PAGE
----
Amazon Elastic Container Service
Developer Guide (API Version 2014-11-13)

Amazon ECS on AWS Fargate

AWS Fargate is a technology that you can use with Amazon ECS to run containers without having to manage servers or clusters of Amazon EC2 instances. With AWS Fargate, you no longer have to provision, configure, or scale clusters of virtual machines to run containers. This removes the need to choose server types, decide when to scale your clusters, or optimize cluster packing.

When you run your tasks and services with the Fargate launch type, you package your application in containers, specify the CPU and memory requirements, define networking and IAM policies, and launch the application. Each Fargate task has its own isolation boundary and does not share the underlying kernel, CPU resources, memory resources, or elastic network interface with another task.

This topic describes the different components of Fargate tasks and services, and calls out special considerations for using Fargate with Amazon ECS.

AWS Fargate with Amazon ECS is currently only available in the following Regions:

Region Name Region
US East (Ohio) us-east-2
US East (N. Virginia) us-east-1
US West (N. California) us-west-1
US West (Oregon) us-west-2
Asia Pacific (Hong Kong) ap-east-1
Asia Pacific (Mumbai) ap-south-1
Asia Pacific (Seoul) ap-northeast-2
Asia Pacific (Singapore) ap-southeast-1
Asia Pacific (Sydney) ap-southeast-2
Asia Pacific (Tokyo) ap-northeast-1
Canada (Central) ca-central-1
China (Beijing) cn-north-1
China (Ningxia) cn-northwest-1
EU (Frankfurt) eu-central-1
EU (Ireland) eu-west-1
EU (London) eu-west-2
EU (Paris) eu-west-3
EU (Stockholm) eu-north-1
South America (São Paulo) sa-east-1
Middle East (Bahrain) me-south-1
AWS GovCloud (US-East) us-gov-east-1
AWS GovCloud (US) us-gov-west-1

The following walkthroughs help you get started using AWS Fargate with Amazon ECS:

Task Definitions

Tasks that use the Fargate launch type do not support all of the task definition parameters that are available. Some parameters are not supported at all, and others behave differently for Fargate tasks.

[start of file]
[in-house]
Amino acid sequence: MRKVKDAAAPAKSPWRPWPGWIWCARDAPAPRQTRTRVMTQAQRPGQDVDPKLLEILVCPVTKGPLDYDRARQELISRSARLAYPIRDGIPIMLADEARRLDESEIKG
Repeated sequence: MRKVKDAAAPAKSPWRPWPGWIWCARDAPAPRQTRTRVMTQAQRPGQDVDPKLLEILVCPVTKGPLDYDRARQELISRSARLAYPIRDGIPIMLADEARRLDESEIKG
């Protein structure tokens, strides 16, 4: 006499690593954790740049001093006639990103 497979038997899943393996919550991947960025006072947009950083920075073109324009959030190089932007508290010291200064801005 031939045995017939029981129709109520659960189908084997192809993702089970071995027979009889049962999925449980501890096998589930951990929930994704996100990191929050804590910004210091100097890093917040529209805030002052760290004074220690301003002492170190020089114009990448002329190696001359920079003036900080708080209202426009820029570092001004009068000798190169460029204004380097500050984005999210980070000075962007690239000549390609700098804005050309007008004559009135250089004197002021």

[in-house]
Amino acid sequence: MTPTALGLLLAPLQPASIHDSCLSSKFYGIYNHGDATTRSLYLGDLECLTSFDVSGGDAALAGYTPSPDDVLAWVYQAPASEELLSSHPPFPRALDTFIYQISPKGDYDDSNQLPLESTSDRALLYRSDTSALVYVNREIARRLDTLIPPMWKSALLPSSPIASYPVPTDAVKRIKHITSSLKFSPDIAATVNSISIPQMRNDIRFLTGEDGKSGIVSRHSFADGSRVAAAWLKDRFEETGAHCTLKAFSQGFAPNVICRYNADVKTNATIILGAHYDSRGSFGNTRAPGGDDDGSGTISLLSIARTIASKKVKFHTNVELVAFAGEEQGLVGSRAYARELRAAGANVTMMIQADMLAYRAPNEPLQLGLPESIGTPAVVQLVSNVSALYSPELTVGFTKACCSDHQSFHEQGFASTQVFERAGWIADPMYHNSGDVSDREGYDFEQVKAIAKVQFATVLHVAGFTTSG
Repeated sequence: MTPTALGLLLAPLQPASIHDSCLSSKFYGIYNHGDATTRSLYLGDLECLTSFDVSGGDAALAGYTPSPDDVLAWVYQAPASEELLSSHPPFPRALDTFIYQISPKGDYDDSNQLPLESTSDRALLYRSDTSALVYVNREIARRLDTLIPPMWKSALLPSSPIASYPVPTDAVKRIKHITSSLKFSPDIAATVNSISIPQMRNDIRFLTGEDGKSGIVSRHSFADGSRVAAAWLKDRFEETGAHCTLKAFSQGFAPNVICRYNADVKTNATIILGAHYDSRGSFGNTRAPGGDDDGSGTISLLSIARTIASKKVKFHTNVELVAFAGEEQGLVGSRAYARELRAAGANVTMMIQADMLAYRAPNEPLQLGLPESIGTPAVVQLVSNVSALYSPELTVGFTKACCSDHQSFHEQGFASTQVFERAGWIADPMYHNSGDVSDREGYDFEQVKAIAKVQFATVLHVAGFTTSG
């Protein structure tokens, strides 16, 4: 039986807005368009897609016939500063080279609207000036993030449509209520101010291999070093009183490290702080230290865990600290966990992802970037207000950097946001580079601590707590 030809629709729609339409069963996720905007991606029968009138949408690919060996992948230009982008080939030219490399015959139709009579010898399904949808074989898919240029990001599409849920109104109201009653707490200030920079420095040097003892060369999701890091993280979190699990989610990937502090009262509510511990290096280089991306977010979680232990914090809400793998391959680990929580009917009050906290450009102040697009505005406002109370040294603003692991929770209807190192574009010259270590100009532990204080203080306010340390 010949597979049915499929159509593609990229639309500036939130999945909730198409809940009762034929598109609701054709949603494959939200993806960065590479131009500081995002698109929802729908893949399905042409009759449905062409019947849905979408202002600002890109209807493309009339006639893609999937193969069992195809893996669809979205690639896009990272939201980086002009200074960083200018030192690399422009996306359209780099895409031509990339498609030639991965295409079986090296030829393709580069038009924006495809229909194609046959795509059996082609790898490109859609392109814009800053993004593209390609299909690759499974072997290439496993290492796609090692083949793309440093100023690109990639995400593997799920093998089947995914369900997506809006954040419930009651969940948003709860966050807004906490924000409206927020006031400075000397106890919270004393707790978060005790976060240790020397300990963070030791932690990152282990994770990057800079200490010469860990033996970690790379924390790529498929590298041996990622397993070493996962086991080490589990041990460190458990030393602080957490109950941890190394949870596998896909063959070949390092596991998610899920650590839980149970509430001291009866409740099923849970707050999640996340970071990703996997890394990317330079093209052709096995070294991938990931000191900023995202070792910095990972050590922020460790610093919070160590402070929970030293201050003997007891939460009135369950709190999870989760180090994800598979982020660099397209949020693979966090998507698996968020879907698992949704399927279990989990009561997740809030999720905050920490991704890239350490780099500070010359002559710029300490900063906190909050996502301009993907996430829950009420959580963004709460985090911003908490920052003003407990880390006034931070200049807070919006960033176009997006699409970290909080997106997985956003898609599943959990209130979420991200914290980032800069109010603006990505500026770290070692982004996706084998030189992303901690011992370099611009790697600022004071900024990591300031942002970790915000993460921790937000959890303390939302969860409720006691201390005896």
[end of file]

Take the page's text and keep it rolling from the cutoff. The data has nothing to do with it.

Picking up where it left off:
The following task definition parameters are not valid in Fargate tasks:

  • disableNetworking

  • dnsSearchDomains

  • dnsServers

  • dockerSecurityOptions

  • extraHosts

  • gpu

  • ipcMode

  • links

  • pidMode

  • placementConstraints

  • privileged

  • systemControls

The following task definition parameters are valid in Fargate tasks, but have limitations that should be noted:

  • linuxParameters – When specifying Linux-specific options that are applied to the container, for capabilities the add parameter is not supported. The devices, sharedMemorySize, and tmpfs parameters are not supported. For more information, see Linux Parameters.

  • volumes – Fargate tasks only support bind mount host volumes, so the dockerVolumeConfiguration parameter is not supported. For more information, see Volumes.

To ensure that your task definition validates for use with the Fargate launch type, you can specify the following when you register the task definition:

  • In the AWS Management Console, for the Requires Compatibilities field, specify FARGATE.

  • In the AWS CLI, specify the --requires-compatibilities option.

  • In the Amazon ECS API, specify the requiresCompatibilities flag.

Network Mode

Fargate task definitions require that the network mode is set to awsvpc. The awsvpc network mode provides each task with its own elastic network interface. For more information, see Task Networking with the awsvpc Network Mode.

A network configuration is also required when creating a service or manually running tasks. For more information, see Task Networking.

Task CPU and Memory

Fargate task definitions require that you specify CPU and memory at the task level. Although you can also specify CPU and memory at the container level for Fargate tasks, this is optional. Most use cases are satisfied by only specifying these resources at the task level. The table below shows the valid combinations of task-level CPU and memory.

CPU value

Memory value

256 (.25 vCPU)

0.5 GB, 1 GB, 2 GB

512 (.5 vCPU)

1 GB, 2 GB, 3 GB, 4 GB

1024 (1 vCPU)

2 GB, 3 GB, 4 GB, 5 GB, 6 GB, 7 GB, 8 GB

2048 (2 vCPU)

Between 4 GB and 16 GB in 1-GB increments

4096 (4 vCPU)

Between 8 GB and 30 GB in 1-GB increments

Logging

Fargate task definitions support the awslogs, splunk, firelens, and fluentd log drivers for the log configuration.

The awslogs log driver configures your Fargate tasks to send log information to Amazon CloudWatch Logs. The following shows a snippet of a task definition where the awslogs log driver is configured:

"logConfiguration": { "logDriver": "awslogs", "options": { "awslogs-group" : "/ecs/fargate-task-definition", "awslogs-region": "us-east-1", "awslogs-stream-prefix": "ecs" }

For more information about using the awslogs log driver in a task definition to send your container logs to CloudWatch Logs, see Using the awslogs Log Driver.

For more information about the firelens log driver in a task definition, see Custom Log Routing.

For more information about using the splunk log driver in a task definition, see Example: splunk Log Driver.

Amazon ECS Task Execution IAM Role

There is an optional task execution IAM role that you can specify with Fargate to allow your Fargate tasks to make API calls to Amazon ECR. The API calls pull container images as well as calling CloudWatch to store container application logs. For more information, see Amazon ECS Task Execution IAM Role.

Example Task Definition

The following is an example task definition that sets up a web server using the Fargate launch type: